Like the Japanese and Korean brands before them, the Chinese are gaining sales by improving the quality and equipment levels of their vehicles while undercutting their rivals on price. It’s a combination most other manufacturers either won’t or can’t match. Japanese brands such as Toyota and Mazda and Korea’s Hyundai and Kia have motored further upmarket seeking profit.
Examples? The MG3 mini-car is the market leader in its segment in Australia with a $16,990 drive-away price. The cheapest Toyota Yaris is about $27,600 drive-away.
The GWM Cannon dual cab 4x4 ute starts at $33,990 drive-away. You’d have to pay almost $20,000 more for a mechanically equivalent Toyota HiLux with less equipment. And so it goes.
Even if you were someone who never wanted to buy a Chinese car. Eventually, you may not have a choice as western brands are getting into the act.
The first Chinese-built car to be sold in Australia was a Volkswagen Polo sedan in 2004. Nowadays the top-selling electric car in the country – the Tesla Model 3 – has been imported from China since early 2021.
And most of the Volvo range comes to us from China. Yes, Volvo is Swedish but it is owned by Chinese giant Geely.
Growing markets, reducing cost
But how are these Chinese manufactures able to undercut their competitors on price? It essentially comes down to a combination of affordable labour, highly automated and efficient factories, tight control over supply lines and huge build numbers, according to Australian automotive industry veteran Kevin Wale.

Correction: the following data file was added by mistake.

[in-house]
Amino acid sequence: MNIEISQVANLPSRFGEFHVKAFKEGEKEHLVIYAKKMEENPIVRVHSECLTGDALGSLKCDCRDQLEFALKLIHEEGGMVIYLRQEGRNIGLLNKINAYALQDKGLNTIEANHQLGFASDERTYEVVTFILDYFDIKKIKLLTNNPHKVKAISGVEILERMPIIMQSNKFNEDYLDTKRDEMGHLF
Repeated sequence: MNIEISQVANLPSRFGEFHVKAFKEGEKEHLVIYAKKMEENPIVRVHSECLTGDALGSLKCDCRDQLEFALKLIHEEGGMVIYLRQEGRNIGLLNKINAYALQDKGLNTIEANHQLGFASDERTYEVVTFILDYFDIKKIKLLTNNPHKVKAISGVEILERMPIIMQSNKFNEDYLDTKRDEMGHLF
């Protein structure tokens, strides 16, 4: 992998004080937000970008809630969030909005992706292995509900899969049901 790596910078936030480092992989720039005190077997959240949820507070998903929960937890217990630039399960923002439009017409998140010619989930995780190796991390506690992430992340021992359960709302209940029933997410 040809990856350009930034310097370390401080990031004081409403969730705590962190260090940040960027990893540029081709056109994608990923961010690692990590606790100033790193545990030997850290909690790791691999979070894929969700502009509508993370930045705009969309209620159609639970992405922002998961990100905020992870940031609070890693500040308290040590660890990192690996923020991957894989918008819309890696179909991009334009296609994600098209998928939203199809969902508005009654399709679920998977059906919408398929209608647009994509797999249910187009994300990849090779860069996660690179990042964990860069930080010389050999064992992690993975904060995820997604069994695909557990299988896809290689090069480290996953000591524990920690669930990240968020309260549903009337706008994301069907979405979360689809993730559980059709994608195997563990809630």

“All the big Chinese companies have been building their own cars for 20-odd years now, so it’s not like they just woke up and decided to build a car. They have been through that process of what works and what doesn’t.
“If they want to sell a car in Australia, as long as they get their marketing and distribution right, there’s no problems.”
Wale worked globally in a series of senior roles for General Motors, the parent of now-defunct Australian brand Holden. He capped that working life off with more than seven years as president of General Motors China, working closely with local partners including SAIC, the owner of MG and LDV. By his last year in China, 2012, GM vehicle sales totalled 2.8 million and revenues more than $US30 billion.
In those days export wasn’t really a thing for Chinese brands, such was the exponential growth at home. But now that market is steadier and it has become more important fiscally and for corporate prestige. Australia is just a small part of a much larger international expansion.
“[The Chinese] want to be larger players, and the only way to do that is selling overseas. Unlike western brands, they are happy to try, fail, and try again.
“Some are trying to sell in Europe, some are looking at the USA. Some are here in Australia and if you can sell your product here, you still get some decent credos for it.”